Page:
I do not like it when people use the term “White Lives Matter.”
Let me explain.
It does not mean I am an advocate of killing white people. I simply believe many people say it to mock the important “Black Lives Matter” movement. In our society we already know that white lives matter. We already know that blue lives matter. What we’ve had a difficult time understanding is that black lives matter also.
That’s why it is easier to choke out black males like Eric Garner and George Floyd. That’s why its easier to hunt down Ahmaud Arbery in the streets of Georgia. Our lives are not as important. That’s one reason we have protests and the Black Lives Matter movement.
We are teaching the world that black lives do matter. White people are not the only students that should learn from this valuable lesson plan. Many in the black community don’t get it either.
We sing songs about killing niggers. We too often watch blacks murder other blacks for a fist full of dollars or gym shoes or jackets. Black lives should matter then also.
I used to have a saying that “Black lives don’t matter.”
Philadelphia Inquirer executive editor Stan Wischnowski resigned from the newspaper after it used the insensitive headline “Buildings Matter Too” on a column about property damage.
I’m sure the editors thought they were being cleaver. However, they dug another knife in an open wound and there was outrage in the black community.
I remember having a conversation about race with a white woman and her young daughter. The little girl asked her mom if black people were sad when one of their children died.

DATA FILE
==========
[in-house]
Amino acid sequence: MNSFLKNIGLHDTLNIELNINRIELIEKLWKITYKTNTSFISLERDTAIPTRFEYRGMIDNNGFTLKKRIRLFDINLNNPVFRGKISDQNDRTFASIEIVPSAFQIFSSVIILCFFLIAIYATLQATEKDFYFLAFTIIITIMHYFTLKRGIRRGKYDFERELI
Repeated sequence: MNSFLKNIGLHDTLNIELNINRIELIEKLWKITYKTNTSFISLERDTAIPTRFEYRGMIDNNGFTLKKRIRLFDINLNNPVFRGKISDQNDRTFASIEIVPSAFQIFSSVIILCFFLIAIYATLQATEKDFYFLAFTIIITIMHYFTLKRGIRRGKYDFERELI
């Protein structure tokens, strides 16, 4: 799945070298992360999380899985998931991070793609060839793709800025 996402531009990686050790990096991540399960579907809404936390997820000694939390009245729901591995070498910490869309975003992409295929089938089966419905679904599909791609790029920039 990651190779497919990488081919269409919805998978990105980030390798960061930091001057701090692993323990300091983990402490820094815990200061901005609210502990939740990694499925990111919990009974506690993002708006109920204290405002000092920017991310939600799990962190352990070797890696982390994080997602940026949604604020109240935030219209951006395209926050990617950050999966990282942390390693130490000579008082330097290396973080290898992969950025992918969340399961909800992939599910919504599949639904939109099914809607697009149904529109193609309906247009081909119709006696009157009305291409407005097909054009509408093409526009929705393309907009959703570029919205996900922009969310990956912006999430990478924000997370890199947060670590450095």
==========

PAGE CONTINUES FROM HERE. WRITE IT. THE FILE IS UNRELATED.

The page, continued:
Instead of an immediate yes the woman had to think about it before saying: “I think so.”
For the record, we do mourn our dead. We have feelings also.
Back in the day the Detroit newspapers ran Monday briefs on all the murders that occurred in the city that weekend. I used to call it The Negro roundup. Then a white lady from Grosse Pointe was murdered in the city while buying drugs. That story made the front of the paper. In editor’s mind her life was more important than the eight or 10 black people that were murdered that weekend.
We need more love in this country. We must root out hate and ignorance.
I hate murder and I do believe that all lives matter. We are all part of a family. We all have somebody who loves us and depends on us.
I do believe that we have reached a tipping point with all the protest that are happening across the country.
If things go right The Black Lives movement will disappear because it won’t be necessary. That would mean Black Lives Matter is no longer a movement. It is a reality.
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